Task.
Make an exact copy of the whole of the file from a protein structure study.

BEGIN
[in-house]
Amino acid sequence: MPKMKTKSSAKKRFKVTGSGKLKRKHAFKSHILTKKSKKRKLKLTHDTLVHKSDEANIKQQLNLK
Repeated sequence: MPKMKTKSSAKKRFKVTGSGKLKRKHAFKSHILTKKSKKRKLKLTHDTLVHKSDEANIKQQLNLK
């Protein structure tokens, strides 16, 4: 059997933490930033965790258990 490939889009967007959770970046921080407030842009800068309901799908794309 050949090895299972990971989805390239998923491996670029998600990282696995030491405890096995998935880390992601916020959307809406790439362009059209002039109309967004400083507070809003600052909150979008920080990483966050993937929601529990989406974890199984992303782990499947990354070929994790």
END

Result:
[in-house]
Amino acid sequence: MPKMKTKSSAKKRFKVTGSGKLKRKHAFKSHILTKKSKKRKLKLTHDTLVHKSDEANIKQQLNLK
Repeated sequence: MPKMKTKSSAKKRFKVTGSGKLKRKHAFKSHILTKKSKKRKLKLTHDTLVHKSDEANIKQQLNLK
């Protein structure tokens, strides 16, 4: 059997933490930033965790258990 490939889009967007959770970046921080407030842009800068309901799908794309 050949090895299972990971989805390239998923491996670029998600990282696995030491405890096995998935880390992601916020959307809406790439362009059209002039109309967004400083507070809003600052909150979008920080990483966050993937929601529990989406974890199984992303782990499947990354070929994790």